Many leaders cannot survive success. Prosperity drains both their urgency and their drive, causing them to become complacent and turn into know-it-alls. As a result, hordes of successful leaders never come close to reaching their full potential. They dismiss a process like master the art of execution (MAX) because they are of the mind-set that says, “Look how well we've done without it; let's not rock the boat.” They fail to understand that they have done well despite the fact they don't execute optimally, not because they don't execute optimally.
The Red Belt Mind-Set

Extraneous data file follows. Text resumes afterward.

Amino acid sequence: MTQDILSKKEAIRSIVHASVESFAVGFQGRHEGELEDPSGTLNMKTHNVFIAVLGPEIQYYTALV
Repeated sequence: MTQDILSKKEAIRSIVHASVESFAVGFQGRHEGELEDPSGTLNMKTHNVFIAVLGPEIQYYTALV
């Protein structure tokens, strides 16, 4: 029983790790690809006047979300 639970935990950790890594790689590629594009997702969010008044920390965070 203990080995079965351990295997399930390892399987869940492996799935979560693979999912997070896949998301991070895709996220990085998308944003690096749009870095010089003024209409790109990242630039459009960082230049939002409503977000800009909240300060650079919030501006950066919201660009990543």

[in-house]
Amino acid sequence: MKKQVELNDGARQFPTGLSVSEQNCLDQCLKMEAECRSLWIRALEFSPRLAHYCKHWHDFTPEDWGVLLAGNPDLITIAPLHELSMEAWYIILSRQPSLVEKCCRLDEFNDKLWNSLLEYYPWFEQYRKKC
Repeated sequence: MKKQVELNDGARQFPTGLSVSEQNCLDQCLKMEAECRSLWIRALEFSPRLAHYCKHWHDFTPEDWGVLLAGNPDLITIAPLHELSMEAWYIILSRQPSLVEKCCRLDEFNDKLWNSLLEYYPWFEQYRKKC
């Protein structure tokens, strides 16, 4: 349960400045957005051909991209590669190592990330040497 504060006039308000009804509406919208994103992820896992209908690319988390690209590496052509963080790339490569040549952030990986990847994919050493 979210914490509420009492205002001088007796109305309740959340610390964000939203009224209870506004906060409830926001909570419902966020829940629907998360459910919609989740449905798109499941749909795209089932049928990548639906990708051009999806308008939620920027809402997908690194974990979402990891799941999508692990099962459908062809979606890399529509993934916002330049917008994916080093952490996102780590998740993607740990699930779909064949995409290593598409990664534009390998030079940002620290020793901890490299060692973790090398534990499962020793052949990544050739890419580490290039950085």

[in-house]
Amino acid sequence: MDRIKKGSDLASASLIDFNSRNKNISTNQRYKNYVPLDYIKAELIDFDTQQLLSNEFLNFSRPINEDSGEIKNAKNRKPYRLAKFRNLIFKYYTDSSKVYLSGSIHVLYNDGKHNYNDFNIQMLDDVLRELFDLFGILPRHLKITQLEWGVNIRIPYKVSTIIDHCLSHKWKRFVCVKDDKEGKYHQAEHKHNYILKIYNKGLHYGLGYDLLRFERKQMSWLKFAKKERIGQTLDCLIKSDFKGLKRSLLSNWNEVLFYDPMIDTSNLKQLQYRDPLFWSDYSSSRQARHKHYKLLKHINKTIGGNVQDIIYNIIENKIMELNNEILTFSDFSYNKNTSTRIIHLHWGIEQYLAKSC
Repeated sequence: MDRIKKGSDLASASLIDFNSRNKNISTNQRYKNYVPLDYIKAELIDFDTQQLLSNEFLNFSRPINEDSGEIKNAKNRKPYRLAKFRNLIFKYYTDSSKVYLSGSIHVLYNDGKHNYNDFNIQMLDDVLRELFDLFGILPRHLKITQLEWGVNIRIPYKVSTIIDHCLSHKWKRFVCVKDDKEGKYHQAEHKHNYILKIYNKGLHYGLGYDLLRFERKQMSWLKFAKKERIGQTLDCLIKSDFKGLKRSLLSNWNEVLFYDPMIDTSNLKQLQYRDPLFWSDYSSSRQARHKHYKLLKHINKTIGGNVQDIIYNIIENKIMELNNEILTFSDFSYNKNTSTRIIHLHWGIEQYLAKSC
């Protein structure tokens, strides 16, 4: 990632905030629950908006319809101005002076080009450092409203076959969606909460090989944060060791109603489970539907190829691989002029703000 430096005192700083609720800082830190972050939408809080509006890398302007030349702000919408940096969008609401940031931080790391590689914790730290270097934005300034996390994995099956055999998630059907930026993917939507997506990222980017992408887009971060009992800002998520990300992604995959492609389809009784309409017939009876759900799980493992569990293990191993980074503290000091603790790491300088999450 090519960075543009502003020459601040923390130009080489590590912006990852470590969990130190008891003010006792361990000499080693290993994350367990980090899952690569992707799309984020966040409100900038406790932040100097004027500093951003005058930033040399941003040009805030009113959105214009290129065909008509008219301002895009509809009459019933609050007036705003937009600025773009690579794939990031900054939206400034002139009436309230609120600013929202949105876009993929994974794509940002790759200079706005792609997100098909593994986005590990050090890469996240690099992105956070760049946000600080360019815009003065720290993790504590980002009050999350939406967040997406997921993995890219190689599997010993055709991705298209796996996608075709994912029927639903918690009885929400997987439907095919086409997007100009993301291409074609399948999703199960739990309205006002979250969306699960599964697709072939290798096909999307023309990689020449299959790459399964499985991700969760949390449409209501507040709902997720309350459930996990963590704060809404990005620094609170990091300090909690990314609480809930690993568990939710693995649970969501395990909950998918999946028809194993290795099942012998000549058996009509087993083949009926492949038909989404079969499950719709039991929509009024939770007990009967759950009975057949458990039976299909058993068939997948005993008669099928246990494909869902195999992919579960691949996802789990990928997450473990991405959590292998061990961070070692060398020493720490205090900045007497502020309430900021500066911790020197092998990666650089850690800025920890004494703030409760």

I learned about the red belt mind-set early in my study of the martial arts. My seven-time world champion instructor, Johnny Gyro, pointed to a wall with 12 belts displayed in order from white to black—the sequence of ranks I'd need to progress to become a black belt in the Tang Soo Do style of karate. He told me that red belts, the belt just before black, were the most dangerous fighters in the dojo. He explained that a common tendency of new first-degree black belts after passing their test was to put on weight because they would stop training as hard. Even though there are many degrees of black beyond the first, they would often turn into know-it-alls and spend more time giving advice than training to improve. The red belts, on the other hand, were still hungry. They were humble, were teachable, and had something to prove. He told me that over the years he had ...